In 1871, when Queen Victoria was in the tenth year of her widowhood, and when even the great British public was becoming increasingly irritated by her continued seclusion at Windsor, Osborne and Balmoral, a young, clever, radical MP named George Otto Trevelyan published a pamphlet which had the effrontery to ask: 'What does she do with it?' Where, Trevelyan wanted to know, was all the money going which the Queen was paid by the Government for the sole purpose of maintaining the duties and dignities of her position as head of state? Instead of being spent as it should have been, on court ceremonial, public appearances and regal display, he believed it was being improperly applied to the creation of a new and essentially private royal fortune. Like everyone else, Trevelyan could only guess at the true extent of the Queen's recently accumulated wealth. 'In the absence of authentic information,' he observed, 'it must not be a matter of wonder that statements which are probably great exaggerations should find belief.' But whatever its extent, Trevelyan had no doubt that the amassing of great personal wealth by the monarch was 'unconstitutional and most objectionable'. As far as both the history and the size of this royal nest-egg were concerned, he believed that 'the people of England have a right to be informed.'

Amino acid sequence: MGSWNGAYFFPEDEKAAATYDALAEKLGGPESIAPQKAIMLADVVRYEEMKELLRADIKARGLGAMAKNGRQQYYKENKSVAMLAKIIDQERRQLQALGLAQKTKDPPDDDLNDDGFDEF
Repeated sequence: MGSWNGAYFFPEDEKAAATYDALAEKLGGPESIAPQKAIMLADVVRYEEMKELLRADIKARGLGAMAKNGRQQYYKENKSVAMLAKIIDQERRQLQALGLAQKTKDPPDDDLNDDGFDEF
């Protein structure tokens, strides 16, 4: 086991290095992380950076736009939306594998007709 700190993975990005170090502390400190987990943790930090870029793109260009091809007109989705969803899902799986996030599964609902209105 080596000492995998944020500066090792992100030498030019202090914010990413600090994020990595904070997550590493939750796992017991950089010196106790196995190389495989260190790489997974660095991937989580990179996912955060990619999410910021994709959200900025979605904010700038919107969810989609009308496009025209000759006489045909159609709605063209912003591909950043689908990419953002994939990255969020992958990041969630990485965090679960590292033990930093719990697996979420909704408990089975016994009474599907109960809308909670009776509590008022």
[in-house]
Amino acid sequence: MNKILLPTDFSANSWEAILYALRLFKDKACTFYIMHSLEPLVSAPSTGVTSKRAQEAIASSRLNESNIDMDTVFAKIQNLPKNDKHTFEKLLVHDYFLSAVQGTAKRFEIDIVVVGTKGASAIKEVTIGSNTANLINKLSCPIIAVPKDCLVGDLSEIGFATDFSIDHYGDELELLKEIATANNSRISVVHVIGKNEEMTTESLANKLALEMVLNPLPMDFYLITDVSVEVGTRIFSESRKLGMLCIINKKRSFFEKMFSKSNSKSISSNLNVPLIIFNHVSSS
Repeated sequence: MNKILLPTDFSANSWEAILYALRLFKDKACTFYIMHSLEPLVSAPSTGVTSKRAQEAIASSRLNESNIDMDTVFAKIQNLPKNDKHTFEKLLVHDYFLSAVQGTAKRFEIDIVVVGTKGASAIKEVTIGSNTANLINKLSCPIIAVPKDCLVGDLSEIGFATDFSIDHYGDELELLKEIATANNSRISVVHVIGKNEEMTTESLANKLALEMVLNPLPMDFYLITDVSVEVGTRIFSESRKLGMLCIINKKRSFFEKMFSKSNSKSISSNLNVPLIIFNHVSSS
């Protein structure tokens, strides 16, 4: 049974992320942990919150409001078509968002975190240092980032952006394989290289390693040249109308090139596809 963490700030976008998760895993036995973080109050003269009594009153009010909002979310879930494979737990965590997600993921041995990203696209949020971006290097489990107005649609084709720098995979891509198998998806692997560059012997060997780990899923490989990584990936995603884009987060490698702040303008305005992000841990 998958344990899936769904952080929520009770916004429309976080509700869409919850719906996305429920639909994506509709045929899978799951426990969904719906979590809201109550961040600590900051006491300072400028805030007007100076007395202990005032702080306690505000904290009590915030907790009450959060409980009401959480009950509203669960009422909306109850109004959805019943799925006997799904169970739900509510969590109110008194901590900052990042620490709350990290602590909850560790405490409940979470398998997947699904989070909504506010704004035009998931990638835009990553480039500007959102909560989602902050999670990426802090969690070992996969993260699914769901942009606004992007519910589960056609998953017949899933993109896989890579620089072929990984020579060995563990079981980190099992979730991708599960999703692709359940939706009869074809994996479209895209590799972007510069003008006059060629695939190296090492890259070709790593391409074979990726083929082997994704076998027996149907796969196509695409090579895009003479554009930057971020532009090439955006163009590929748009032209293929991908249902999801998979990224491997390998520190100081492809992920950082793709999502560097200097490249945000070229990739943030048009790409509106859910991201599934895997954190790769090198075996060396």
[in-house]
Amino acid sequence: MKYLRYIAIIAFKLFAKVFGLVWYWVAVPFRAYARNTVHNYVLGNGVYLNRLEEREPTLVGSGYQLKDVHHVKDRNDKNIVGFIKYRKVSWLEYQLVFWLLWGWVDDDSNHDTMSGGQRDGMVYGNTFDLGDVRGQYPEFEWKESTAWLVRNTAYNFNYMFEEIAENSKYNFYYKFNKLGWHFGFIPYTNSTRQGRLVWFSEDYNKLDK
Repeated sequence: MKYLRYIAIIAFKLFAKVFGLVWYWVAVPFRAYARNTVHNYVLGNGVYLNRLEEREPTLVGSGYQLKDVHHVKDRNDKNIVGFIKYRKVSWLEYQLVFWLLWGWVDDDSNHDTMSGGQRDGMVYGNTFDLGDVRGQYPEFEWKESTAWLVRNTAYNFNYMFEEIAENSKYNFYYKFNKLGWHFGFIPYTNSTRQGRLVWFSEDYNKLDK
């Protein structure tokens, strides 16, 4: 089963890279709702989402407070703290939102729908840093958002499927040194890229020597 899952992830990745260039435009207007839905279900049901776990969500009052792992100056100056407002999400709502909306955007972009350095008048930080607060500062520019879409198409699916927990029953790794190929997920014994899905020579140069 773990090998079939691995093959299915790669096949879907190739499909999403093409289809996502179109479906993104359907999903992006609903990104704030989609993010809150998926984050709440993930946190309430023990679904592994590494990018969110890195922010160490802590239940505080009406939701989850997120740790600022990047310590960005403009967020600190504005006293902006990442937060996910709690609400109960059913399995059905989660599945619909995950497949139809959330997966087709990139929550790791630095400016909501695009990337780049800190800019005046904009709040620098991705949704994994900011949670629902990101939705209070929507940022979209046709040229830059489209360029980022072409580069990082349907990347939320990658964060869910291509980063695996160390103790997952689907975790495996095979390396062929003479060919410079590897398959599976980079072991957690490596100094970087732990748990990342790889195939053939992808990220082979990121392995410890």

LRB 13 February 1992 | PDF Download